Other prominent professors also agree that women are not reaching the highest positions. Speaking on gender inequalities in surgery, Helen Fernandes, consultant neurosurgeon at Addenbrooke’s Hospital, Cambridge, discussed how at each stage of surgical training the number of women applicants halves. It might not be as simple as men limiting access to the top jobs, however.
Professor Dacre says, “Although women make up the majority of the medical student population they are still under-represented at the top. Some of that is thought to be women not stepping up to the plate and investing in the time and effort it takes to get the top jobs. This might be because they have an evolutionary predetermined view of themselves that they do not want to be leaders. Biodeterminists believe that to be the case.”
Tackling the glass ceiling
Research shows that, unfortunately, a sex pay gap still exists in medicine. Anita Holdcroft, emeritus professor of anaesthesia at Imperial College London, is one of the few doctors to have done research in this area. She explains that although some of the discrepancy can be accounted for, up to 5% is unexplained. She says, “Women are obviously working longer hours for less pay than men. Research shows that women often feel uncomfortable in negotiations over pay. But yet they are doing the work. And the percentage of women who apply for clinical excellence awards is less than men. What we want to do is think about how to overcome some of these gender barriers. In other words, how can women become visible?”
Parveen Kumar, president of the Royal Society of Medicine, puts forward the case that some of the onus is on women to make themselves visible. “One of the things about distinction awards, for example, is women just don’t like to apply. They don’t want to be seen as putting themselves forward. By and large the men will push themselves forwards.”
Although we might be diagnosing overfeminisation against a background where sexism is prevalent, one question remains unanswered: why are men becoming an endangered species in medicine?
No longer a profession of mankind
Will Coppola, a senior lecturer at University College London, has tried to tackle this question. He suggests that the problem starts at secondary school: “There is a serious problem with underachievement of boys at school. White working class boys are the lowest achieving out of all groups at GCSE apart from Travellers. [Research] suggests there was a period where men were being disadvantaged in medical school selection.”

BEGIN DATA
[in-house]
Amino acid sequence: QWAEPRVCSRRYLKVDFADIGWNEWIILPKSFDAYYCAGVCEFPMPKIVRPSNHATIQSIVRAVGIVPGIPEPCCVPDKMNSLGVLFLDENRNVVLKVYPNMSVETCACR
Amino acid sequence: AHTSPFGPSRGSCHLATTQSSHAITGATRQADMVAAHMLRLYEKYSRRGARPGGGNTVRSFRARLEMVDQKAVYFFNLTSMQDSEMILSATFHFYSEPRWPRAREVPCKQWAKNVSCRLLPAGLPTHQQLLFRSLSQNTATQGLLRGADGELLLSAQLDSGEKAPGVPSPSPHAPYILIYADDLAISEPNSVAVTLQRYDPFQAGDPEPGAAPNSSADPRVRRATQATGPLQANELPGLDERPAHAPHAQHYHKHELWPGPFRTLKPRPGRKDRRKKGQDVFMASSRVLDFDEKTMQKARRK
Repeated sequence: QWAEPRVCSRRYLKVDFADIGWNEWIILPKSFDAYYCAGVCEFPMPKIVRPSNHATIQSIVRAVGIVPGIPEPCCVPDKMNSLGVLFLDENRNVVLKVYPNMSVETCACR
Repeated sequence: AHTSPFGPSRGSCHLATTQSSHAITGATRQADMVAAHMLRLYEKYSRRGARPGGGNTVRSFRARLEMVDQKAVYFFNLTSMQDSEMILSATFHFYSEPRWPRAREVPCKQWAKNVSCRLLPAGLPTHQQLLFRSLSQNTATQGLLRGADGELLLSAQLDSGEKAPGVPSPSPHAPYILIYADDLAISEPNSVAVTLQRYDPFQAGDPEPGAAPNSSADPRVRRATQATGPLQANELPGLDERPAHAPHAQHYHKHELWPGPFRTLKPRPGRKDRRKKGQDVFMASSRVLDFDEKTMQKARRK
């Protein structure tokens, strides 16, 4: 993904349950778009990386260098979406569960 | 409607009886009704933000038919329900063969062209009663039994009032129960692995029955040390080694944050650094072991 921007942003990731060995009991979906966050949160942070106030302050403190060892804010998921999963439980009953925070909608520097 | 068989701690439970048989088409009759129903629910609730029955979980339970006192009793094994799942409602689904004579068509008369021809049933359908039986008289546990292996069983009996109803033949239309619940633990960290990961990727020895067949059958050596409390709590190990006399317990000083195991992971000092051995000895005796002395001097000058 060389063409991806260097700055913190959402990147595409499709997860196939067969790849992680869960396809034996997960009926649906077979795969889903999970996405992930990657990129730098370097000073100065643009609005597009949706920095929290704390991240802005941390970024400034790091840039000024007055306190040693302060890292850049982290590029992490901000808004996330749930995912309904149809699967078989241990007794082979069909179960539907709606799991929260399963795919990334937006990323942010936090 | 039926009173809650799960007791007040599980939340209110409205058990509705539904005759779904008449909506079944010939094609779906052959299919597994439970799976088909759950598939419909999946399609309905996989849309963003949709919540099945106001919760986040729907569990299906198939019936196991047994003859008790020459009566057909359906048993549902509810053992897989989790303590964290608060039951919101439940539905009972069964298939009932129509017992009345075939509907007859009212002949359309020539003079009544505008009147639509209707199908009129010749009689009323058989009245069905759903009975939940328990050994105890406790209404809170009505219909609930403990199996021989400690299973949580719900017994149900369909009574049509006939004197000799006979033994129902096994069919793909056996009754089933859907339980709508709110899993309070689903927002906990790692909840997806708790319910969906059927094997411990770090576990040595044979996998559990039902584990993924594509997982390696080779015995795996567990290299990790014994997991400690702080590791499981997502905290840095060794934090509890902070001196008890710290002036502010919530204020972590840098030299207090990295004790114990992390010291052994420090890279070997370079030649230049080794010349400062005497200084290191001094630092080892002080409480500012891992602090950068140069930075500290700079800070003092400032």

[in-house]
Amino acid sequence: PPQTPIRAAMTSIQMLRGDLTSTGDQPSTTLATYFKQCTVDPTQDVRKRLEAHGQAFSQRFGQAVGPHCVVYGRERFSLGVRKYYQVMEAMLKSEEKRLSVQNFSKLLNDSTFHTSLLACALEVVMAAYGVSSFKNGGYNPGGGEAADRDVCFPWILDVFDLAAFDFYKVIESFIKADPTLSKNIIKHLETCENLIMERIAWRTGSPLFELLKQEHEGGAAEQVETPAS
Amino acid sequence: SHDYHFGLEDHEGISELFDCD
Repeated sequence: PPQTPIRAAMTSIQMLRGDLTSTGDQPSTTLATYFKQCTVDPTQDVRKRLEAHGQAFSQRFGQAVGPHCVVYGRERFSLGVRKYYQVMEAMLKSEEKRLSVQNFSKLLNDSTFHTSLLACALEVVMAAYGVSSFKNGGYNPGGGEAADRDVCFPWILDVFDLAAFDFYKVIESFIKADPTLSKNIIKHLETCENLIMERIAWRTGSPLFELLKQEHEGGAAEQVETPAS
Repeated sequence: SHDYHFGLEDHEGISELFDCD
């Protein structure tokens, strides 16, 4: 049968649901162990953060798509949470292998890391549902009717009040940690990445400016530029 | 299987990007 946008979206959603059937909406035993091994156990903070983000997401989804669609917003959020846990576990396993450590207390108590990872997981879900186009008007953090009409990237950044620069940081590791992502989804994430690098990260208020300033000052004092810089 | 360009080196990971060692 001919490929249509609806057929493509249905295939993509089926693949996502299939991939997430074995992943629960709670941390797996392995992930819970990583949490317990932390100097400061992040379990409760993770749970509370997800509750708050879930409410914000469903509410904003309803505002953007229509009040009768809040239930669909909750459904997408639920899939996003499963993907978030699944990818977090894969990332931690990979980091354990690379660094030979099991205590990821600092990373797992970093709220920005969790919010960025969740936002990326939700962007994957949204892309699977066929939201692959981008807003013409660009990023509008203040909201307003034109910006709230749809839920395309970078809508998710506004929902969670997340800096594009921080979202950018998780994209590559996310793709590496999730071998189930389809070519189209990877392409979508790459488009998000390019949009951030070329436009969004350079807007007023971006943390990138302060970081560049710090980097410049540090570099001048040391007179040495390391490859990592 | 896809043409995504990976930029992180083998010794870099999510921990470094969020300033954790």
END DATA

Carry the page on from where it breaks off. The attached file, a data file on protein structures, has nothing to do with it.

He also puts forward the explanation that medicine is becoming a less attractive career option for men for a number of reasons. “[Men are] finding careers in the city, finance, IT [information technology] a more attractive prospect. Loss of status, regulation and control, and decreased autonomy—things many people may feel they identify in medicine as a career—are having a relative impact on career attractiveness to men.” The BMA cohort study of 2006 supports his reasoning. It looked into people’s motivations in studying medicine and found that men place a greater emphasis on status and income than do women.
To improve male representation, Dr Coppola suggests, “We need to focus on improving boys’ achievements at school—perhaps maintain some of the different features that attract different people. There is no harm doing it where it overlaps with gender, as long as we do not behave discriminatingly or fail to offer equal opportunity.”
Dr Coppola also mentions an important factor in counteracting the dominance of women in medical school: male graduate entry students. He explained that although women outperform at the undergraduate level, men who have done a previous degree are much closer in ability to their female colleagues. He says, “Graduate recruitment is one of the ameliorating factors for men in terms of their disadvantage in applying for medical school.” He warned, however, that impending changes in tuition fees would discourage graduate entry into medicine, effectively reducing the pool of academically able men entering medicine.
Is a female future bad practice?
Despite the fears propagated by the media, more women in the medical profession could lead to safer practice. A review of complaints received by the National Clinical Assessment Service (NCAS) shows that women are less likely to be subject to disciplinary hearings. Over eight years, 490 male doctors were banned from seeing patients, compared with just 79 women. Commenting on the study, Rebecca Field from NCAS said that women take a more caring and cautious approach [to patient care].
Although they might make safer doctors, gender segregation of women into specific specialties could cause problems for patients, particularly in general practice.
Dr Coppola says, “Both men and women show gender preferences, particularly for intimate examinations. The recent evidence shows the male preference for male doctors is stronger than the female preference for females. Interestingly the gender preference in a GP consultation is stronger than with a hospital consultant.”
Whether or not medicine is now overfeminised, underfeminised, or emasculated, one thing to consider, eloquently summarised by Dr Holdcroft is that “medicine is not a profession of gender equality.” However, findings published in a report from the Equality and Human Rights Commission highlight the progress of women in medicine. With the report saying it will take women 55 years to reach equal status with men in the senior judiciary and 73 years for women directors in FTSE 100 companies, it seems that in terms of numbers female doctors have made giant leaps for womankind.
Competing interests: None declared.
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Maham Khan Clegg scholar, BMJ